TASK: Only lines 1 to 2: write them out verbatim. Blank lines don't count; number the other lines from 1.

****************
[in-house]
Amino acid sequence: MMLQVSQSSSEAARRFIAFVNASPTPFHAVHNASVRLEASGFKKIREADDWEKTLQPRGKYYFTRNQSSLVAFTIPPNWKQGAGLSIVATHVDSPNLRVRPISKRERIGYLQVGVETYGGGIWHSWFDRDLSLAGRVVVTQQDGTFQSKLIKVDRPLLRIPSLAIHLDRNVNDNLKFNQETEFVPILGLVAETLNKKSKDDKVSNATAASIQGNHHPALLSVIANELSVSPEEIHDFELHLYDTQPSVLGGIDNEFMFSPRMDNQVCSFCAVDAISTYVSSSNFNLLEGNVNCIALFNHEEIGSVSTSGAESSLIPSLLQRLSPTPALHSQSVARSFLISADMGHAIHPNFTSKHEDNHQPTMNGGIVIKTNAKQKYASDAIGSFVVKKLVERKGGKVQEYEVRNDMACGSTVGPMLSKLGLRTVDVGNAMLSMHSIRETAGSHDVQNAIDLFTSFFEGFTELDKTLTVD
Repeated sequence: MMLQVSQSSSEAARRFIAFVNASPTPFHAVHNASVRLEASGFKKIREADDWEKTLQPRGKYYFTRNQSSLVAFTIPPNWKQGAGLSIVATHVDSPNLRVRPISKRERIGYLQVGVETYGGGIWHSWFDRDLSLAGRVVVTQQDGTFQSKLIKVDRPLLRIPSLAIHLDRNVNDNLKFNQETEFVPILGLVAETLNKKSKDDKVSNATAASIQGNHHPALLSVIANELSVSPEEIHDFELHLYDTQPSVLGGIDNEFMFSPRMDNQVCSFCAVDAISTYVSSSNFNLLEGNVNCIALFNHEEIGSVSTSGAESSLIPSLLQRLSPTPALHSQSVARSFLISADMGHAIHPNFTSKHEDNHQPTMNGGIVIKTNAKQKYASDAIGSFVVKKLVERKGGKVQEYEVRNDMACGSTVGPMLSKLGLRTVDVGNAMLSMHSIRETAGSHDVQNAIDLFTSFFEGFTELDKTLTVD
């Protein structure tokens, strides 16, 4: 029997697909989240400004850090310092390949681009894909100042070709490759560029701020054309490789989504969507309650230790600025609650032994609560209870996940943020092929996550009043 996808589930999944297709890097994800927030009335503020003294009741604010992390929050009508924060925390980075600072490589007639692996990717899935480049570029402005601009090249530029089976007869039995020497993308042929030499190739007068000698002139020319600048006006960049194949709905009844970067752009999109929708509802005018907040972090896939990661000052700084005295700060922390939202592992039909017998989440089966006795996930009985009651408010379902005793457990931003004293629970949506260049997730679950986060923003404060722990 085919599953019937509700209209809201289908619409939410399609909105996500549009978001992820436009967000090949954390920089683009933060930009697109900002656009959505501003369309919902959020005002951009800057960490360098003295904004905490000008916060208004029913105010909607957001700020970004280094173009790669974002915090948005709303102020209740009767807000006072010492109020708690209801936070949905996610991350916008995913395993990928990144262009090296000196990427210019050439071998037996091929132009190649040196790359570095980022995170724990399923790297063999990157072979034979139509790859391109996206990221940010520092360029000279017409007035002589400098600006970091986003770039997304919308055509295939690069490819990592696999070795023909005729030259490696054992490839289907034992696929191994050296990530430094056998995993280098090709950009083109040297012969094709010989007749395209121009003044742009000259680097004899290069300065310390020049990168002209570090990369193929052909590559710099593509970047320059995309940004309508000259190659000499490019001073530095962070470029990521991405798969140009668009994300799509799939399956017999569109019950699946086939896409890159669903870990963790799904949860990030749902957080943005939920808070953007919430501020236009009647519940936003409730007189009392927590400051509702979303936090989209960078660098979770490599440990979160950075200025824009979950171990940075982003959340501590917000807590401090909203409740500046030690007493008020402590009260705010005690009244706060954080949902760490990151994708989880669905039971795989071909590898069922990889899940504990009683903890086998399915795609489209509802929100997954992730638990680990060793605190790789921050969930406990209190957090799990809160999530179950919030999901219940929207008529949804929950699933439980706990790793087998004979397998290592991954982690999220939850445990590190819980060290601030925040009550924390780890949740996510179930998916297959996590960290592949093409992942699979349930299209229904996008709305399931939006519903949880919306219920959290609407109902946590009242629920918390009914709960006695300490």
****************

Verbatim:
[in-house]
Amino acid sequence: MMLQVSQSSSEAARRFIAFVNASPTPFHAVHNASVRLEASGFKKIREADDWEKTLQPRGKYYFTRNQSSLVAFTIPPNWKQGAGLSIVATHVDSPNLRVRPISKRERIGYLQVGVETYGGGIWHSWFDRDLSLAGRVVVTQQDGTFQSKLIKVDRPLLRIPSLAIHLDRNVNDNLKFNQETEFVPILGLVAETLNKKSKDDKVSNATAASIQGNHHPALLSVIANELSVSPEEIHDFELHLYDTQPSVLGGIDNEFMFSPRMDNQVCSFCAVDAISTYVSSSNFNLLEGNVNCIALFNHEEIGSVSTSGAESSLIPSLLQRLSPTPALHSQSVARSFLISADMGHAIHPNFTSKHEDNHQPTMNGGIVIKTNAKQKYASDAIGSFVVKKLVERKGGKVQEYEVRNDMACGSTVGPMLSKLGLRTVDVGNAMLSMHSIRETAGSHDVQNAIDLFTSFFEGFTELDKTLTVD